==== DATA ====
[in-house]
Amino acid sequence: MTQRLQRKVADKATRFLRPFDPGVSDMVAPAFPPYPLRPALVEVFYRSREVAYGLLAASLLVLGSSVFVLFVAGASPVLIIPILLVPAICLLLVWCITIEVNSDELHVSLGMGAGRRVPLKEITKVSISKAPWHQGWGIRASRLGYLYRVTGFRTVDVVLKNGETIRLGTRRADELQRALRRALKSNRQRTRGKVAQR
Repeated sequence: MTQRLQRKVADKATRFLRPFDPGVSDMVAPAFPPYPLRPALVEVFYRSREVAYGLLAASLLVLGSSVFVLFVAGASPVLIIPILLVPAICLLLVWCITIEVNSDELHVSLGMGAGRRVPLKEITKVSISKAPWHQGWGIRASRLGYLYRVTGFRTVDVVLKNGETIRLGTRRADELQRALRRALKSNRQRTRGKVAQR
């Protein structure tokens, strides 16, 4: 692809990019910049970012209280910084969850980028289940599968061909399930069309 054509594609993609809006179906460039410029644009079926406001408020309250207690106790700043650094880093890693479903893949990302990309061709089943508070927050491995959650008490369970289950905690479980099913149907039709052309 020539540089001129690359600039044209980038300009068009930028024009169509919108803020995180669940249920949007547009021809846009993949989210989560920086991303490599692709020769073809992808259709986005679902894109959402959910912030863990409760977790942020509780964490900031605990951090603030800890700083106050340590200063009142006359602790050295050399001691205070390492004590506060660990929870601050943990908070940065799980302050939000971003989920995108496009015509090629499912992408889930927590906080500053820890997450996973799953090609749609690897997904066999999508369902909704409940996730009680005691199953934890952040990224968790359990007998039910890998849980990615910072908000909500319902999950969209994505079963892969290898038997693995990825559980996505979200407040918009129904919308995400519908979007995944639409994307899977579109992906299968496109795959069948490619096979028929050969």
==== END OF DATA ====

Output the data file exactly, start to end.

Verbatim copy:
[in-house]
Amino acid sequence: MTQRLQRKVADKATRFLRPFDPGVSDMVAPAFPPYPLRPALVEVFYRSREVAYGLLAASLLVLGSSVFVLFVAGASPVLIIPILLVPAICLLLVWCITIEVNSDELHVSLGMGAGRRVPLKEITKVSISKAPWHQGWGIRASRLGYLYRVTGFRTVDVVLKNGETIRLGTRRADELQRALRRALKSNRQRTRGKVAQR
Repeated sequence: MTQRLQRKVADKATRFLRPFDPGVSDMVAPAFPPYPLRPALVEVFYRSREVAYGLLAASLLVLGSSVFVLFVAGASPVLIIPILLVPAICLLLVWCITIEVNSDELHVSLGMGAGRRVPLKEITKVSISKAPWHQGWGIRASRLGYLYRVTGFRTVDVVLKNGETIRLGTRRADELQRALRRALKSNRQRTRGKVAQR
């Protein structure tokens, strides 16, 4: 692809990019910049970012209280910084969850980028289940599968061909399930069309 054509594609993609809006179906460039410029644009079926406001408020309250207690106790700043650094880093890693479903893949990302990309061709089943508070927050491995959650008490369970289950905690479980099913149907039709052309 020539540089001129690359600039044209980038300009068009930028024009169509919108803020995180669940249920949007547009021809846009993949989210989560920086991303490599692709020769073809992808259709986005679902894109959402959910912030863990409760977790942020509780964490900031605990951090603030800890700083106050340590200063009142006359602790050295050399001691205070390492004590506060660990929870601050943990908070940065799980302050939000971003989920995108496009015509090629499912992408889930927590906080500053820890997450996973799953090609749609690897997904066999999508369902909704409940996730009680005691199953934890952040990224968790359990007998039910890998849980990615910072908000909500319902999950969209994505079963892969290898038997693995990825559980996505979200407040918009129904919308995400519908979007995944639409994307899977579109992906299968496109795959069948490619096979028929050969």